In the Datadog metrics explorer, all Studio metrics are tagged with the graph ID (graph:<graph-id>), the variant name (variant:<variant-name>), and the operation name (operation:<query-name>). These values are normalized according to Datadog naming requirements (all letters are lowercase, and illegal symbols are converted to underscores).

Tagging enables you to see data at any level of granularity, whether you want to aggregate across all operations or zoom in to a particular operation. You can control granularity by choosing a relevant set of operation tags for filtering, along with appropriate functions for time aggregation and space aggregation. Similarly, if you want to compare metrics across staging and production environments, you can filter with the appropriate variant tags.

Example

Suppose you want to see the 95th percentile request latency averaged across all operations for a staging and a production graph.

In the Datadog metrics explorer:

  1. In the Graph field, select apollo.operations.latency.95percentile.
  2. In the Over field, select the name of the graph to display.
  3. In the One graph per field, select variant. Choose the variants for your production and staging environments.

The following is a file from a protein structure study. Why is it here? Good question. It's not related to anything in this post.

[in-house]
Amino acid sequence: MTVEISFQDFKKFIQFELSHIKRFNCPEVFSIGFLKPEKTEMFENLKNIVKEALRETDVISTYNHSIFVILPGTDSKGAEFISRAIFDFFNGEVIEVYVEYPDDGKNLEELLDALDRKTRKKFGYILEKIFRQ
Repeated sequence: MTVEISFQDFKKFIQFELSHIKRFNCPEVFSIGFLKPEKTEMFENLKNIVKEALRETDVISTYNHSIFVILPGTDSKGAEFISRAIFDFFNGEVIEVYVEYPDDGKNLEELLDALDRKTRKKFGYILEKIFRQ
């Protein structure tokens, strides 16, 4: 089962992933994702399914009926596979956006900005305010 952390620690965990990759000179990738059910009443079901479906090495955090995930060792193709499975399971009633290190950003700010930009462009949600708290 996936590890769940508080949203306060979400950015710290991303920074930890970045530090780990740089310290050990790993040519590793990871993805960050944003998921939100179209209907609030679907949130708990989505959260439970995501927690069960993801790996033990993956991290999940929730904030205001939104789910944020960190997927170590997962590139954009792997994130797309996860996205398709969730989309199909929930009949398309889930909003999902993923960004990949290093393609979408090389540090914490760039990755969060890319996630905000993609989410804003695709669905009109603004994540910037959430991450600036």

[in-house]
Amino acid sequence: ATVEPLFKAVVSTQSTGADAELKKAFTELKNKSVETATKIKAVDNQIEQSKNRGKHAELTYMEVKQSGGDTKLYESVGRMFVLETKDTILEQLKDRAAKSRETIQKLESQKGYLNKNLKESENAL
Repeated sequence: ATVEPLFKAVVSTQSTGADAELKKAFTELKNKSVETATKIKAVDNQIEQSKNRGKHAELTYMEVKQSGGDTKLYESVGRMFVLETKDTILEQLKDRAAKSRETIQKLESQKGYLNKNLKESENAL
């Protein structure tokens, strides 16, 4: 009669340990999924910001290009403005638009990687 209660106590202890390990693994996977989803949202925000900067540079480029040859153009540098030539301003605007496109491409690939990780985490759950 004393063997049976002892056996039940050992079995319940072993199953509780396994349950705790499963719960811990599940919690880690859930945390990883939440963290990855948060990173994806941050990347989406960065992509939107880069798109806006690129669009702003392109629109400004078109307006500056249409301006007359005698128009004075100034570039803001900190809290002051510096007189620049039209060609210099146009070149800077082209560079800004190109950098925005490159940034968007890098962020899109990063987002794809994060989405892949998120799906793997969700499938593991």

4. In the On each graph, aggregate with the field, select Average of reported values.

At Apollo, we use Studio to monitor Studio itself, so this graph for us looks like the following:

Compare p95

To generate more advanced reports, open up a Datadog notebook.

Alerting with Datadog

You can configure complex alerts with Datadog monitors.

Example #1

Studio's Notifications feature supports alerts that trigger when the percentage of requests with an error in the last 5 minutes exceeds some threshold for a specific operation. Suppose that instead of alerting on a specific operation in the last 5 minutes, we want to alert on the error percentage over all operations in some graph in the last 10 minutes, such as when the percentage exceeds 1% for a graph mygraph with variant staging.

The Datadog metric alert query needed here is:

sum(last_10m):sum:apollo.operations.error_count{graph:mygraph,variant:staging}.as_count().rollup(sum).fill(null) / sum:apollo.operations.count{graph:mygraph,variant:staging}.as_count().rollup(sum).fill(null) > 0.01

The .rollup(sum).fill(null) is necessary because apollo.operations.count is a Datadog gauge, which means it defaults to using avg for time aggregation and defaults to linear interpolation during space aggregation and query arithmetic. The .as_count() is necessary to ensure that operation counts are summed before the division and not after.

Example #2

Consider the error percentage monitor from the previous example. When the number of operations is small, a few errors might cause the error percentage to exceed the threshold, resulting in a noisy monitor during periods of low traffic. We want to alert only when the number of operations isn't small (e.g., more than 10 in the last 10 minutes).

You can use Datadog composite monitors to support this kind of alert. First, create a monitor with the following metric alert query:

sum(last_10m):sum:apollo.operations.count{graph:mygraph,variant:staging}.rollup(sum).fill(null) > 10

Then create a composite monitor for the two monitors of the form a && b, which will have the desired behavior.